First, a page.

Much before she became a practitioner of an ancient Kerala drama tradition, Athira Praveen had begun her modest trysts with a few dances fairly popular in her state. Even so, in hindsight, it appeals as nothing short of wonder for the young woman to have specialised in Nangiarkoothu – an erudition-demanding solo woman’s theatre – she had least heard as a child from a fisherfolk family.
As a little girl in coastal Kochi, Athira used to attend weekend dance classes at one end of her small Vallarpadam island during weekends. “Come Saturday and Sunday, my father would take a brief break from his daily wait for the high tide and low tide,” she recalls, elaborating the fishing technique that relies on the rise and fall of sea levels. “It is by spreading a net between two areca-tree stubs he’d catch fish during day time and sell them by evening for a livelihood.”
This was in the late 1980s when Athira was barely four years old. The distance to the dance school was not long, but it was no easy journey. “My father would escort me in our fishing boat, then take a bus from a place called Murukkumpadam. Overall, it’ll take some 45 minutes,” the artiste trails off. At the end point was Swathi Nritha Sangeetha Sabha that gave training in both music and dance. “A certain theatre artist called Vypin Surendran ran it. He is no more.”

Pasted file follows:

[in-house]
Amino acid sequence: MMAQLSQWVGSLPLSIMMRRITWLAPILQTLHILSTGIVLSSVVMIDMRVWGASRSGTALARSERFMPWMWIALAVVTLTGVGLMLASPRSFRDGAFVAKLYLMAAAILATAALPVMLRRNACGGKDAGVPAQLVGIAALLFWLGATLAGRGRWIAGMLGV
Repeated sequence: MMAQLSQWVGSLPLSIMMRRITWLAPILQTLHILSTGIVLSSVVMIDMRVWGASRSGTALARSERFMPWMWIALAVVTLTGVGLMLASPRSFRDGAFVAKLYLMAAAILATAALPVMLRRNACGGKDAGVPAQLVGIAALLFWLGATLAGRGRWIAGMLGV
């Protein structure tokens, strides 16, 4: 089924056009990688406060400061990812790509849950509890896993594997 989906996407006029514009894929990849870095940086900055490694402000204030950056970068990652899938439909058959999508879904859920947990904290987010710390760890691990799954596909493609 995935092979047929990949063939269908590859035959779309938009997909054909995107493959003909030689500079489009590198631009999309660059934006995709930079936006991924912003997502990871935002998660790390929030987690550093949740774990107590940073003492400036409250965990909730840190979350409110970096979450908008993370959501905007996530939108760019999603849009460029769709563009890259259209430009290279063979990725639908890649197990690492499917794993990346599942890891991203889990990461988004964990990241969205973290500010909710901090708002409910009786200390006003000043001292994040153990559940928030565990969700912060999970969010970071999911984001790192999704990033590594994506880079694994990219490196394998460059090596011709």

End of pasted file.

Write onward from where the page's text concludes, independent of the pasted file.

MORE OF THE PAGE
The low-profile institution had an artiste called Kusumam Sukumaran who came from Nayarambalam not far away. “She was my first teacher,” says Athira, who went on to pursue dance courses while being a school student. The passion for the art led her to graduate from the state’s premier performing-arts institution of Kalamandalam. There, she subsequently became a student in the first MA batch in Koodiyattam — the world’s oldest surviving Sanskrit theatre, which has Nangiarkoothu as its offshoot. Today, she is doing her PhD in Koodiyattam, having completed an MPhil in Nangiarkoothu under scholar-lecturer EN Narayanan.